Once this step is complete, rake away any patterns. While it sounds self-defeating, the practice reminds us of natural impermanence and prevents attachment, allowing for flexibility and flow. Put tools away and appreciate yourself for completing the practice.

This is a simplified example of a Zen garden creation and perfect for those beginning the practice. Just the simple acts of becoming mindful of your surroundings, breathing, and actions are enough to help refresh and rejuvenate a person for the rest of their day. This is also helpful for those who have trouble sitting still during meditation, as gardening supplies a means of movement, flow, and mindfulness. May this practice provide you peace and tranquility in the new year. O genki de (take care), readers!

A miniature Zen garden, featuring tan gravel and moss.

Credit to: Credit to Faena Aleph, David Beaulieu of The Spruce, LanguageDrops, Kira from Your Body the Temple, Craft Schmaft, Tilen Space.

by Carie Stafford

Pets of Interest photo 2My name is Honshuu (pronounced hon shoe), which means “trouble” in Japanese. Why in Japanese? Because I am a Shiba Inu mix, one of six ancient dog breeds from Japan. We were bred for hunting and flushing out small game. Some say we have cat-like agility; I like to say I move like a ninja! Speaking of cats, we do get along well with them—they are fun to chase.

I am the smallest of the Japanese breeds, at about 18 to 22 pounds and 13.5 to 16.5 inches tall at the shoulder.

I am a talker, and I am sturdy, muscular, and confident. I need exercise every day. Many mistake us for foxes since our coloring and size are similar. We come in red (that’s me), black and tan, or sesame (red with black-tipped hairs), with a cream, buff, or gray undercoat.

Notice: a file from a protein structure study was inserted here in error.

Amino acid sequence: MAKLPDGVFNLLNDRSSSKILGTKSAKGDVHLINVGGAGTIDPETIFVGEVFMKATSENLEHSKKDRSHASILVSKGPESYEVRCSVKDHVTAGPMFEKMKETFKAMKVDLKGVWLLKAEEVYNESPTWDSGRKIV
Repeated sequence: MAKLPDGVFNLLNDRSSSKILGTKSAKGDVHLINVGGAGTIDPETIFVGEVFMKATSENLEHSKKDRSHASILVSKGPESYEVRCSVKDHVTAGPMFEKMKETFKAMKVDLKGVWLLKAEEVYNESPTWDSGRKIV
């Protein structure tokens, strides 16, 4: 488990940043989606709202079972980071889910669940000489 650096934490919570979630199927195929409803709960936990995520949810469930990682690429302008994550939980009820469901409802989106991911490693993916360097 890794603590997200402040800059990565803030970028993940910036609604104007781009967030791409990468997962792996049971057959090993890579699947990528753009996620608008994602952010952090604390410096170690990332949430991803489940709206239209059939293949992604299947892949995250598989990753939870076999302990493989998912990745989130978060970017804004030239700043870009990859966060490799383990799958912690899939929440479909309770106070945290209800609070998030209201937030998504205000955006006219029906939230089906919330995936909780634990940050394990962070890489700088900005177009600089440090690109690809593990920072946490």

We have a two-layer coat. The inner coat is thick and soft and the outer coat is coarse—short to medium length—naturally waterproof and naturally protects us from cold temperatures. We do shed, but I am naturally clean and groom myself like a cat. I know it sounds silly, but it’s in my DNA.

Our nature is to be independent, and we are reserved with strangers; but, once we get to know you and like you, we are loyal and affectionate.

I have to say that I am not a fan of other dogs, although I do have a few friends. I don’t possess the “pack” mentality that most dog breeds have; I am more of the loner type. My human family is my pack.

Enough about my genetics. Let’s talk about me. I was rescued when I was about six-eight months old, and have been the head of my household for eleven years now. I do a perimeter check every morning around my home, and can be found chasing rabbits and squirrels when they cross my path. I love to ride in the car, and I am an avid camper. I have been known to sleep in other people’s sleeping bags, so my mom got me my own.

I am a member of Boy Scout Troop 270 and Venturing Crew 270. You will find me at most camp outs and at many of their meetings. When we turn onto Elm Street in Thurmont, I get excited and can’t wait to get out and say hello to my fellow scouts.

I am a talker, although I wouldn’t say that I am obnoxiously barky, and I have been known to mutter under my breath when I disagree with a command, which is usually when I am begging and get caught. I do have to admit that I really aim to be the center of attention, and if I don’t think I am getting enough of it, I will definitely “tell” you all about it.

I have to run…I see a squirrel!